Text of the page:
Can You Borrow to Pay Your Taxes?

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With tax season underway, one of the questions that many people ask is this: What if I can’t pay my taxes?

I know the feeling. When I first started freelancing, I didn’t know about quarterly estimated taxes or the realities of the self-employment tax. I ended up with quite the gut-punch when I saw how much I owed. While I was fortunate enough to be able to raid the emergency fund to take care of the bill, not everyone is so lucky.

You should do something when taxes are due, since ignoring the problem only makes it bigger, with penalties piling on, making the tax bill even more unaffordable. If you can’t pay your taxes, it’s possible to borrow to meet your obligation. After all, the IRS does accept credit cards, and it doesn’t care if you get the cash from a pay day loan place.

But before you turn to these high-interest options -- or even before you try to get a personal loan from your bank -- it’s worth understanding that you can actually get a loan from the IRS to help you pay your taxes.

IRS Installment Payments

If you can’t pay your tax bill, the IRS will allow you to apply for installment payments. You can even do it online if you owe less than $50,000 in taxes, interest, and penalties. Signing up for an installment payment plan amounts to getting a loan from the IRS, however.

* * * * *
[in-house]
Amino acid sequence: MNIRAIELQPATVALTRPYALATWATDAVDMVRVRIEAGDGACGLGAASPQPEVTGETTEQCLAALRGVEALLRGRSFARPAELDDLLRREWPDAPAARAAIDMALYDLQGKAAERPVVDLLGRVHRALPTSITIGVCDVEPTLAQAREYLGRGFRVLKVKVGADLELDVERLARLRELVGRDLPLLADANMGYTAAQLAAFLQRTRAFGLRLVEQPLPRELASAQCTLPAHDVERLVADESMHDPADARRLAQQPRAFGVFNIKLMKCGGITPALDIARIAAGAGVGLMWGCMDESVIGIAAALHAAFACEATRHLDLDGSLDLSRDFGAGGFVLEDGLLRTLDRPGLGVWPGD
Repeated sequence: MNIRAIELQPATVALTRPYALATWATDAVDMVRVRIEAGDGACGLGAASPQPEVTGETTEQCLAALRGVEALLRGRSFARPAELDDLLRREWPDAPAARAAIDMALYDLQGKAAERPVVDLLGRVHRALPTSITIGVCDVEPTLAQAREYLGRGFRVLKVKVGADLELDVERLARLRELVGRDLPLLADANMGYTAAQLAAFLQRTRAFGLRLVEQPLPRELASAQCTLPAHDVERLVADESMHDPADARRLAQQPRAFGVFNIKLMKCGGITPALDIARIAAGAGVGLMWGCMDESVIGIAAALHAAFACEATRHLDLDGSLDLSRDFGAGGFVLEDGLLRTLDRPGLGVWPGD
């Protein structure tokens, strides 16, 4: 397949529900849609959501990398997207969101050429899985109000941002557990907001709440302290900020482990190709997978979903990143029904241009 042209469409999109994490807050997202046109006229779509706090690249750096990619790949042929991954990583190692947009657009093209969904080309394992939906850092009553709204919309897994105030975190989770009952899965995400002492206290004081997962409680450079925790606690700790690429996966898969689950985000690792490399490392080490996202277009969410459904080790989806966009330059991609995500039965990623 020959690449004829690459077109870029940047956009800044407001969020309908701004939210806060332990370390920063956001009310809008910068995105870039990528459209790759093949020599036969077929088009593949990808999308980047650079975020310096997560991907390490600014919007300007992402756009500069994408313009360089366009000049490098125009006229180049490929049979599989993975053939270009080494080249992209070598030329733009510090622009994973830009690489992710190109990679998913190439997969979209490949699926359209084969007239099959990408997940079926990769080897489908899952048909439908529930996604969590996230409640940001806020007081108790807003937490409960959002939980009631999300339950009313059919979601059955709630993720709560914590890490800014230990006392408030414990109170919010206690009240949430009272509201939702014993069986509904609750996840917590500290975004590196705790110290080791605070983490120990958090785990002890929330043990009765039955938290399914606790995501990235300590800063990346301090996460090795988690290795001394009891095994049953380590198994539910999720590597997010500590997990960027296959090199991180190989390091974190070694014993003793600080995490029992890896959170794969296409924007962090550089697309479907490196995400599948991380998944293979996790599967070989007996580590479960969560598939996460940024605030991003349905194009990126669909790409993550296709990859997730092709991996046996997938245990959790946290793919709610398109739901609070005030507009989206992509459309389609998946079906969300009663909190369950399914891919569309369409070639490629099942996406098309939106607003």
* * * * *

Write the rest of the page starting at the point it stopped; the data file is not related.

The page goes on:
Just as with any loan, you will be charged a setup fee for this loan, and you will pay interest. For the most part, though, the interest you pay is competitive with bank loan rates, lower than what you see with credit cards and much lower than what is charged for pay day loans. Plus, it’s easier to get a loan from the IRS than it is to get one from your bank or credit union.

Peer Loans

Another option, if you don’t want to go the IRS installment payment route, is to get a loan from your peers. In some cases, the costs with a P2P lending site are lower than what is offered from the IRS. But you have to have very good credit and secure the necessary funding in order for this route to be effective.

You could get a loan from a friend or relative, though. If you have a loved one willing to loan you the money for little -- or even no -- interest, that can be an even better idea.

No matter what you do, though, you need to get the money together quickly if you want to avoid problems with IRS.

About Miranda Marquit

Miranda is a freelance writer and professional blogger specializing in financial topics. Her work has appeared in numerous media, online and offline. Her blog is Planting Money Seeds.

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